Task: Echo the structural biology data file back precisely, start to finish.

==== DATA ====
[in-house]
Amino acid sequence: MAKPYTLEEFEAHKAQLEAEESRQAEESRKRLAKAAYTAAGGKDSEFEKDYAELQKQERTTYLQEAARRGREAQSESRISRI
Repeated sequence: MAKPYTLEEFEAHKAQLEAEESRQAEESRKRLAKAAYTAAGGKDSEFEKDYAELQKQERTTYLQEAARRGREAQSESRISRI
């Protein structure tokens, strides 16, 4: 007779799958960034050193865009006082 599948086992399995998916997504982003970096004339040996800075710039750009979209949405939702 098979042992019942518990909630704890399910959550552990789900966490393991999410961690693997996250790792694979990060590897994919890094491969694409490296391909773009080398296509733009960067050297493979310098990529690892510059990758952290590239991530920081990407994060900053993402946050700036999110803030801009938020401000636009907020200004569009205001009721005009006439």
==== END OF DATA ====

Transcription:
[in-house]
Amino acid sequence: MAKPYTLEEFEAHKAQLEAEESRQAEESRKRLAKAAYTAAGGKDSEFEKDYAELQKQERTTYLQEAARRGREAQSESRISRI
Repeated sequence: MAKPYTLEEFEAHKAQLEAEESRQAEESRKRLAKAAYTAAGGKDSEFEKDYAELQKQERTTYLQEAARRGREAQSESRISRI
């Protein structure tokens, strides 16, 4: 007779799958960034050193865009006082 599948086992399995998916997504982003970096004339040996800075710039750009979209949405939702 098979042992019942518990909630704890399910959550552990789900966490393991999410961690693997996250790792694979990060590897994919890094491969694409490296391909773009080398296509733009960067050297493979310098990529690892510059990758952290590239991530920081990407994060900053993402946050700036999110803030801009938020401000636009907020200004569009205001009721005009006439």